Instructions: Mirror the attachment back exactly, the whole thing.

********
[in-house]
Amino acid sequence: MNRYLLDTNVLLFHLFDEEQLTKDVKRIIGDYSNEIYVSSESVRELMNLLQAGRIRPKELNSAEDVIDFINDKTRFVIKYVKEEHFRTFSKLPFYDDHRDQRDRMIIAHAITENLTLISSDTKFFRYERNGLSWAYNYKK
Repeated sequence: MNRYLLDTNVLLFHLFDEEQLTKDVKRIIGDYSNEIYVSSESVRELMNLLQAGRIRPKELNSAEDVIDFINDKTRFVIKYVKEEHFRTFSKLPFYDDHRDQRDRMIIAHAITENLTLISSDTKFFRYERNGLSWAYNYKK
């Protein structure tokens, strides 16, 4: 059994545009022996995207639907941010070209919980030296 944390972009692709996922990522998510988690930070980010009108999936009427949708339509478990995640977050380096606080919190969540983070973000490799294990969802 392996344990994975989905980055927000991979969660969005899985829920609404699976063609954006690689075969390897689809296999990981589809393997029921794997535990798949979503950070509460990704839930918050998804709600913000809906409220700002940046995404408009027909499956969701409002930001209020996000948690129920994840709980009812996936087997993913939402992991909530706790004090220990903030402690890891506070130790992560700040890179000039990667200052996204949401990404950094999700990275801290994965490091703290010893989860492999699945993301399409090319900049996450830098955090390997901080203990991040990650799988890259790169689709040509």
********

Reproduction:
[in-house]
Amino acid sequence: MNRYLLDTNVLLFHLFDEEQLTKDVKRIIGDYSNEIYVSSESVRELMNLLQAGRIRPKELNSAEDVIDFINDKTRFVIKYVKEEHFRTFSKLPFYDDHRDQRDRMIIAHAITENLTLISSDTKFFRYERNGLSWAYNYKK
Repeated sequence: MNRYLLDTNVLLFHLFDEEQLTKDVKRIIGDYSNEIYVSSESVRELMNLLQAGRIRPKELNSAEDVIDFINDKTRFVIKYVKEEHFRTFSKLPFYDDHRDQRDRMIIAHAITENLTLISSDTKFFRYERNGLSWAYNYKK
């Protein structure tokens, strides 16, 4: 059994545009022996995207639907941010070209919980030296 944390972009692709996922990522998510988690930070980010009108999936009427949708339509478990995640977050380096606080919190969540983070973000490799294990969802 392996344990994975989905980055927000991979969660969005899985829920609404699976063609954006690689075969390897689809296999990981589809393997029921794997535990798949979503950070509460990704839930918050998804709600913000809906409220700002940046995404408009027909499956969701409002930001209020996000948690129920994840709980009812996936087997993913939402992991909530706790004090220990903030402690890891506070130790992560700040890179000039990667200052996204949401990404950094999700990275801290994965490091703290010893989860492999699945993301399409090319900049996450830098955090390997901080203990991040990650799988890259790169689709040509």